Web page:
Meanwhile, back on Mars…

The Phoenix lander has, among other gadgets, 8 mini ovens that will be used, one at a time, over the course of its mission. The Mars Mission Homepage calls them bake and sniff because they gradually heat up samples of Martian soil and examine the gases that are produced.

A microscope is examining the soil too, by sprinkling soil onto a sticky silicone surface and taking photos of the soil particles smaller than the diameter of a human hair.

And while the first oven and the ‘scope are doing their thing, the digging arm has hit something hard and white in the surface near the lander.


The possibility of ice arises again. Of course, the Phoenix team here on Earth are being careful about making any rash statements – as they should – but the probe was sent to this particular region because satellite imagery indicated tundra-style ice very close to the surface.

There is a selection of videos & animations on this page demonstrating how the onboard microscope works, plus various views of the lander itself and the soil where digging is taking place. Very impressive stuff.

Risks of dying, revisited

The post I mentioned earlier about visualising data has sparked quite a discussion over at the original Wired blog.

A number of readers have attempted to reformat the same data to improve readability and the results have been posted today. Some of them are quite successful, too. However, the animation of the original effort was the best example of attention-grabbing.

This post and the subsequent replies are a great example, not only of the myriad ways that a single data collection can be displayed, but, more importantly, the value of sharing insights with an on-line community. The learning this has enabled  amongst readers is fantastic, and I recommend you have a scan through the different attempts at useful graphs.

Reading is changing

A link to a very interesting article was emailed to me today by a colleague.

The irony doesn’t escape me – in fact, I’m still smiling at this – but it’s a rather lengthy piece at The about how the proliferation of text-based communication technologies has changed the way we read.

The provocative title – “Is Google Making Us Stupid” – doesn’t do the article justice. It’s not only about the way we search for information, but also about how we interact with, digest and utilise it.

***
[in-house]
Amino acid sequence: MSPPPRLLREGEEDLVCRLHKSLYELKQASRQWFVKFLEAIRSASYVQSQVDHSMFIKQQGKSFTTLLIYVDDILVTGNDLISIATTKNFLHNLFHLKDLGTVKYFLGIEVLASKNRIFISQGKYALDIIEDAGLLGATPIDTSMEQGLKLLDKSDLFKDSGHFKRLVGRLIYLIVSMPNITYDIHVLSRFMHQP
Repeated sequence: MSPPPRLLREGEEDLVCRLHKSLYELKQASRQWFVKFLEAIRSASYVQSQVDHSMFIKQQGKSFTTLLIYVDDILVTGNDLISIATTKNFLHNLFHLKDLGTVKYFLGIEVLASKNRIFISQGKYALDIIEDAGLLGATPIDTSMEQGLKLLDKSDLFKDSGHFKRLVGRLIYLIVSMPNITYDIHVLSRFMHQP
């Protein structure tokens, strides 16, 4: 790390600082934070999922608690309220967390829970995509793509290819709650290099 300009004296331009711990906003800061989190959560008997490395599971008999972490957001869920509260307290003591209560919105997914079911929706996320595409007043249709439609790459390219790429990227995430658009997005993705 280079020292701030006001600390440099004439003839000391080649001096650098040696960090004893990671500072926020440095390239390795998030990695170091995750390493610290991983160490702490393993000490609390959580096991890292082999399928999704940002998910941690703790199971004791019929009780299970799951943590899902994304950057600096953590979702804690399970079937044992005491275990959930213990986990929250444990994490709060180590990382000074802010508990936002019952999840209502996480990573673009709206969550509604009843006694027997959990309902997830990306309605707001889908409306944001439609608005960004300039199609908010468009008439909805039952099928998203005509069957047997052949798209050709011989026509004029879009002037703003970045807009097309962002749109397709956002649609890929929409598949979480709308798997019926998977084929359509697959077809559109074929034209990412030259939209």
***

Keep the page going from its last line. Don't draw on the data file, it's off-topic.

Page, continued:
The author makes a number of interesting points, but you should read it itself. If you can concentrate long enough!

Gondwana dinosaurs

A species of carnosaur, Megaraptor, whose fossils had previously only been found in South America may now have been identified in Australia. A bone of contention (see what I did there?), the previously mysterious Australian fossil, a dinosaur forearm, has been identified by paleontologists from the University of Chicago, as belonging to Megaraptor namunhuaiquii.

The implications for the world map in the cretaceous period (145-65 million years ago) would be significant – this find demonstrates that these animals were able to migrate across large areas of the planet’s surface unimpeded from Australia to current-day Argentina.

However, the conclusion is being criticised by some scientists in Australia for placing too much emphasis on a single bone. Have a read of the links; what do you believe?

120,000 year old bacteria

Living bacteria were recently discovered 2 miles (3.2km) under the surface of a Greenland glacier.

From the press release:

“The microorganism’s ability to persist in this low-temperature, high-pressure, reduced-oxygen, and nutrient-poor habitat makes it particularly useful for studying how life, in general, can survive in a variety of extreme environments on Earth and possibly elsewhere in the solar system.”

More discussion at Slashdot.

Stealthy cars a concern on our roads?

Prices for oil and petroleum products are skyrocketing and suddenly everyone is talking about issues we should have begun to address years ago…¬† Anyhoo, options currently gaining attention and popularity are petrol-electric hybrids like the Toyota Prius or hydrogen-powered vehicles.

And amongst the positives, scientists are discovering unpredicted difficulties. It seems that these cars are – due to their stealthy, quieter operation – more dangerous to pedestrians and other road users who are accustomed to the audible warning of approaching petrol-driven vehicles.

So dangerous in fact, that it has been suggested (video at target page) that vehicles of this kind should be fitted with noise generators to increase their aural presence in the environment.

If this becomes a ‘built-to-order’ option in future cars, I’m putting my hand up for the ‘helicopter rotors with accompanying Ride of the Valkyries’ package.

Risks of dying, visualised

The graph at this Wired blog post is a really interesting example of an engaging visualisation of data acquired over time.

The author’s description is fairly easy to follow, but it basically draws from data publicly available in the US, to show the numbers of men expected to die per 1000 from various causes (mostly acquired diseases) depending on 2 things: when they were born and whether they smoke.

This allows comparisons across a number of age groups and also within a group. The data cuts out just before my birth-year, but it was interesting to get a sense of the trend.

The presentation of data is an important skill to learn as a scientist; increasingly, we need to be able to quickly and concisely distil the main message out and present it to an audience in a way that grabs attention and avoids confusion.